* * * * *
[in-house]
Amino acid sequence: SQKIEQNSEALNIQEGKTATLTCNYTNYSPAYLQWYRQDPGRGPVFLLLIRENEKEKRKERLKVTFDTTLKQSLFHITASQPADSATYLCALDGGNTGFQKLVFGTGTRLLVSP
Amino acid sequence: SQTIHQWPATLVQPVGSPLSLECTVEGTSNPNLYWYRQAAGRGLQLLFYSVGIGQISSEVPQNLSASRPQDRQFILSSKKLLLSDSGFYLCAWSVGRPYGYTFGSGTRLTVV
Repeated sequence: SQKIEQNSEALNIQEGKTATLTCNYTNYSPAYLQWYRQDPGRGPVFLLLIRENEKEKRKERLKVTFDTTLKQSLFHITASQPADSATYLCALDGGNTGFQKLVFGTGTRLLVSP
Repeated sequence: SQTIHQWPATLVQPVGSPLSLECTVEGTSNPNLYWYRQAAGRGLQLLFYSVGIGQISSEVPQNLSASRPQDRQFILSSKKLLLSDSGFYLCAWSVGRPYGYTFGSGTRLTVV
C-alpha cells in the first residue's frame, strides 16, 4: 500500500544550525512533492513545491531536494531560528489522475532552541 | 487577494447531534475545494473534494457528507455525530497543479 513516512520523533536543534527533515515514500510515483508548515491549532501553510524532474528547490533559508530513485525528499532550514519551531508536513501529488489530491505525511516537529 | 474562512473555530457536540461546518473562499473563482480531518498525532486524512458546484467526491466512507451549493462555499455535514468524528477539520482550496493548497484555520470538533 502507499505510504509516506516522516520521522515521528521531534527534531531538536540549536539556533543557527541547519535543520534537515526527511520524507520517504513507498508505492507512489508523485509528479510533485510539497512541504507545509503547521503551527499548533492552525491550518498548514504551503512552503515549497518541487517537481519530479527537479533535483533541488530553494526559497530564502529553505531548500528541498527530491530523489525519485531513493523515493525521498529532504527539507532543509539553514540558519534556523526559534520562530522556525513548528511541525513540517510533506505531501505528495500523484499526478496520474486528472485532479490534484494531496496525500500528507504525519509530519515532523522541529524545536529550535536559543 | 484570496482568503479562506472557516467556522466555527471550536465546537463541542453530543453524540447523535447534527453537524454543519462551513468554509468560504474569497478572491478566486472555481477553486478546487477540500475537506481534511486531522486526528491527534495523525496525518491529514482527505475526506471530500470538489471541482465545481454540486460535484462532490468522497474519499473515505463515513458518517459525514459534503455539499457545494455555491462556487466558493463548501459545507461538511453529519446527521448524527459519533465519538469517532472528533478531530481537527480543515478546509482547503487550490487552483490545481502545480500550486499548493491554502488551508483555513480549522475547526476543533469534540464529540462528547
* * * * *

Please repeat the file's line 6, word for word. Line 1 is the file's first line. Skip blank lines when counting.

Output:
C-alpha cells in the first residue's frame, strides 16, 4: 500500500544550525512533492513545491531536494531560528489522475532552541 | 487577494447531534475545494473534494457528507455525530497543479 513516512520523533536543534527533515515514500510515483508548515491549532501553510524532474528547490533559508530513485525528499532550514519551531508536513501529488489530491505525511516537529 | 474562512473555530457536540461546518473562499473563482480531518498525532486524512458546484467526491466512507451549493462555499455535514468524528477539520482550496493548497484555520470538533 502507499505510504509516506516522516520521522515521528521531534527534531531538536540549536539556533543557527541547519535543520534537515526527511520524507520517504513507498508505492507512489508523485509528479510533485510539497512541504507545509503547521503551527499548533492552525491550518498548514504551503512552503515549497518541487517537481519530479527537479533535483533541488530553494526559497530564502529553505531548500528541498527530491530523489525519485531513493523515493525521498529532504527539507532543509539553514540558519534556523526559534520562530522556525513548528511541525513540517510533506505531501505528495500523484499526478496520474486528472485532479490534484494531496496525500500528507504525519509530519515532523522541529524545536529550535536559543 | 484570496482568503479562506472557516467556522466555527471550536465546537463541542453530543453524540447523535447534527453537524454543519462551513468554509468560504474569497478572491478566486472555481477553486478546487477540500475537506481534511486531522486526528491527534495523525496525518491529514482527505475526506471530500470538489471541482465545481454540486460535484462532490468522497474519499473515505463515513458518517459525514459534503455539499457545494455555491462556487466558493463548501459545507461538511453529519446527521448524527459519533465519538469517532472528533478531530481537527480543515478546509482547503487550490487552483490545481502545480500550486499548493491554502488551508483555513480549522475547526476543533469534540464529540462528547